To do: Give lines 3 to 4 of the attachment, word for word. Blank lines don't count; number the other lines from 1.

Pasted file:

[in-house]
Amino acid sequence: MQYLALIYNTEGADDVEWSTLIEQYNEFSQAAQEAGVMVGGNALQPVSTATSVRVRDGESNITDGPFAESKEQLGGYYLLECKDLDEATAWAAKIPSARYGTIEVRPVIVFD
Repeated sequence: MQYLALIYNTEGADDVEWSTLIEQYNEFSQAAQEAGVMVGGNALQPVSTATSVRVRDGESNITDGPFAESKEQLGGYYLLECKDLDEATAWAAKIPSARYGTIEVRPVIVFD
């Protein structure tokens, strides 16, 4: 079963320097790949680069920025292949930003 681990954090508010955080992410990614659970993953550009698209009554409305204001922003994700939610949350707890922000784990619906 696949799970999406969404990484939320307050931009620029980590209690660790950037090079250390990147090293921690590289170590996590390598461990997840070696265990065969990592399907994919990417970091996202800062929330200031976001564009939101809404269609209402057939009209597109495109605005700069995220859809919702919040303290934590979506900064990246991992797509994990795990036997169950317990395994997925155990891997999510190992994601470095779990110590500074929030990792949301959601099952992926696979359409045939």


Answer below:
Repeated sequence: MQYLALIYNTEGADDVEWSTLIEQYNEFSQAAQEAGVMVGGNALQPVSTATSVRVRDGESNITDGPFAESKEQLGGYYLLECKDLDEATAWAAKIPSARYGTIEVRPVIVFD
């Protein structure tokens, strides 16, 4: 079963320097790949680069920025292949930003 681990954090508010955080992410990614659970993953550009698209009554409305204001922003994700939610949350707890922000784990619906 696949799970999406969404990484939320307050931009620029980590209690660790950037090079250390990147090293921690590289170590996590390598461990997840070696265990065969990592399907994919990417970091996202800062929330200031976001564009939101809404269609209402057939009209597109495109605005700069995220859809919702919040303290934590979506900064990246991992797509994990795990036997169950317990395994997925155990891997999510190992994601470095779990110590500074929030990792949301959601099952992926696979359409045939």